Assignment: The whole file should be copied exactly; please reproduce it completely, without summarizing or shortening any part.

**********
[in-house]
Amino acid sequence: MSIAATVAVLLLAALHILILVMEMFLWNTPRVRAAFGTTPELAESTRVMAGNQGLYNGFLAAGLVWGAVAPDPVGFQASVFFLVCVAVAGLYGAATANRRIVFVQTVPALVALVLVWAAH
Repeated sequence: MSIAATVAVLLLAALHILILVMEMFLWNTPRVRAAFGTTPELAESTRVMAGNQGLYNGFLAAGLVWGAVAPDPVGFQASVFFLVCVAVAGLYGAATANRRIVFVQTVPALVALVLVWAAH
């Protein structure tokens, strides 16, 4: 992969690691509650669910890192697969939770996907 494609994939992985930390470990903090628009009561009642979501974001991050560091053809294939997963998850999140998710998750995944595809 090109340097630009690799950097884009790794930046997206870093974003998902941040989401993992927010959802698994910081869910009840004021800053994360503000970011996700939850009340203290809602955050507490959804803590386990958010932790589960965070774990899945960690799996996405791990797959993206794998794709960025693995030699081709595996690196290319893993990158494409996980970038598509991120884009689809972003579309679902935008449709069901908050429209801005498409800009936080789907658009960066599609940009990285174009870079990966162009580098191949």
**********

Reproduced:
[in-house]
Amino acid sequence: MSIAATVAVLLLAALHILILVMEMFLWNTPRVRAAFGTTPELAESTRVMAGNQGLYNGFLAAGLVWGAVAPDPVGFQASVFFLVCVAVAGLYGAATANRRIVFVQTVPALVALVLVWAAH
Repeated sequence: MSIAATVAVLLLAALHILILVMEMFLWNTPRVRAAFGTTPELAESTRVMAGNQGLYNGFLAAGLVWGAVAPDPVGFQASVFFLVCVAVAGLYGAATANRRIVFVQTVPALVALVLVWAAH
């Protein structure tokens, strides 16, 4: 992969690691509650669910890192697969939770996907 494609994939992985930390470990903090628009009561009642979501974001991050560091053809294939997963998850999140998710998750995944595809 090109340097630009690799950097884009790794930046997206870093974003998902941040989401993992927010959802698994910081869910009840004021800053994360503000970011996700939850009340203290809602955050507490959804803590386990958010932790589960965070774990899945960690799996996405791990797959993206794998794709960025693995030699081709595996690196290319893993990158494409996980970038598509991120884009689809972003579309679902935008449709069901908050429209801005498409800009936080789907658009960066599609940009990285174009870079990966162009580098191949």